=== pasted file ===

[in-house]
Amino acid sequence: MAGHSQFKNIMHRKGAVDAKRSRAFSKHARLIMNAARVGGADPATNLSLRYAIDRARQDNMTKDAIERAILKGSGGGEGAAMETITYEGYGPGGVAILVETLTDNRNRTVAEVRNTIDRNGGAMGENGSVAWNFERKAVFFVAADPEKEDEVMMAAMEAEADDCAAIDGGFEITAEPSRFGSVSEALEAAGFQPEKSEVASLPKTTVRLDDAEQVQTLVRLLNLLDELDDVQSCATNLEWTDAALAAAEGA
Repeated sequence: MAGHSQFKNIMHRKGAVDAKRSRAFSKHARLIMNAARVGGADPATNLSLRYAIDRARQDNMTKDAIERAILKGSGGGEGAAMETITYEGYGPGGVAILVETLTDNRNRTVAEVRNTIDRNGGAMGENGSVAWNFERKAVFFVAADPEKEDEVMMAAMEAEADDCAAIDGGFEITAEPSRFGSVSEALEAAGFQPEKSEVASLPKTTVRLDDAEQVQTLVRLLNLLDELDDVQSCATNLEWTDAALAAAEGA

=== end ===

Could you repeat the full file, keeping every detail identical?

[in-house]
Amino acid sequence: MAGHSQFKNIMHRKGAVDAKRSRAFSKHARLIMNAARVGGADPATNLSLRYAIDRARQDNMTKDAIERAILKGSGGGEGAAMETITYEGYGPGGVAILVETLTDNRNRTVAEVRNTIDRNGGAMGENGSVAWNFERKAVFFVAADPEKEDEVMMAAMEAEADDCAAIDGGFEITAEPSRFGSVSEALEAAGFQPEKSEVASLPKTTVRLDDAEQVQTLVRLLNLLDELDDVQSCATNLEWTDAALAAAEGA
Repeated sequence: MAGHSQFKNIMHRKGAVDAKRSRAFSKHARLIMNAARVGGADPATNLSLRYAIDRARQDNMTKDAIERAILKGSGGGEGAAMETITYEGYGPGGVAILVETLTDNRNRTVAEVRNTIDRNGGAMGENGSVAWNFERKAVFFVAADPEKEDEVMMAAMEAEADDCAAIDGGFEITAEPSRFGSVSEALEAAGFQPEKSEVASLPKTTVRLDDAEQVQTLVRLLNLLDELDDVQSCATNLEWTDAALAAAEGA